The atmosphere in the room was tense. Although Aerojet Rocketdyne is a veteran of many such landings — the company has been involved in all seven successful U.S. missions to Mars, starting with the Viking mission in 1975 — this final stage is just as excruciating.
“In that seven minutes, there are 15 things that have to happen, sequentially, and all without failure,” said Rob Dooley, 53, the project’s manufacturing engineer, as he stood near the back of the auditorium and watched the live feed from JPL. “And our descent engines are the last ones.”
And arguably the most important. Various Aerojet Rocketdyne engines feature in every stage of the InSight mission, from liftoff to landing — “The pathway to Mars goes through Redmond,” quipped Ken Young, general manager of the company’s Redmond operations. But it is the descent engines that determine whether the multiyear mission, whose objective is to measure and map subterranean Mars, reaches the Red Planet in working condition.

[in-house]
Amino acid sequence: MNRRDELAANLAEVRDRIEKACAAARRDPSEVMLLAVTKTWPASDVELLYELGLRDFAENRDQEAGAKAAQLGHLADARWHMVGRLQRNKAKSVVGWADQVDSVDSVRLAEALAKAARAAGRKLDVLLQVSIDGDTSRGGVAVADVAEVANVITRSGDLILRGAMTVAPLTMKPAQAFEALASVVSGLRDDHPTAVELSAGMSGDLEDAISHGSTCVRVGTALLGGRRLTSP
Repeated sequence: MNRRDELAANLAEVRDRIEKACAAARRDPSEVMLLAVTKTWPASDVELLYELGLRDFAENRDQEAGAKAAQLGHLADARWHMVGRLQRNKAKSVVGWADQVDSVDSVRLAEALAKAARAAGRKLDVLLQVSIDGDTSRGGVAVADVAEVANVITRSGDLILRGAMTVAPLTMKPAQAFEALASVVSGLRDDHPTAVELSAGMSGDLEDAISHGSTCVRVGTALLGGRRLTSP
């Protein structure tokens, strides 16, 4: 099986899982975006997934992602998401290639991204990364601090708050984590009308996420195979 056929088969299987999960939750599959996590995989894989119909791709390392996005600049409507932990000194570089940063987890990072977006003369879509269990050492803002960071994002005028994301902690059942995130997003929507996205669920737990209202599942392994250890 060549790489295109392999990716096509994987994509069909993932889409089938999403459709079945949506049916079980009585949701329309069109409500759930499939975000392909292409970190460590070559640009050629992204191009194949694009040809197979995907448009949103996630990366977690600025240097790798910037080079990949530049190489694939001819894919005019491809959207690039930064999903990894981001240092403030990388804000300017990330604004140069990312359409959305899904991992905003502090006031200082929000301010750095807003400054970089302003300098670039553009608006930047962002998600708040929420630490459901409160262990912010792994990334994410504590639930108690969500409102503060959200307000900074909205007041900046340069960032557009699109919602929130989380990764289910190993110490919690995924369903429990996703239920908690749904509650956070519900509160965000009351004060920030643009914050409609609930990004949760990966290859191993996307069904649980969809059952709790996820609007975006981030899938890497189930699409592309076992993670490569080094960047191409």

As the spacecraft falls to roughly 1 kilometer above the Martian surface, the 800-pound lander must separate from its outer aerodynamic shell and fire its 12 engines. Over the next few seconds, those engines maneuver the lander into a touchdown position, and slow the lander so that the final impact can be absorbed by its three spring-loaded legs.
Those maneuvers can’t be controlled from Earth in real time. Mars is so far away that radio signals from Earth would take eight minutes to reach the spacecraft — too great a lag for such a delicate operation. Instead, the maneuvers are all preprogrammed into the flight controls.
And sometimes, those programs don’t work. Most people in the auditorium Monday were probably keenly aware of the ill-fated European Space Agency’s Schiaparelli Mars lander, which crashed on Oct. 19, 2016, three minutes after hitting the Martian atmosphere, due to a data glitch.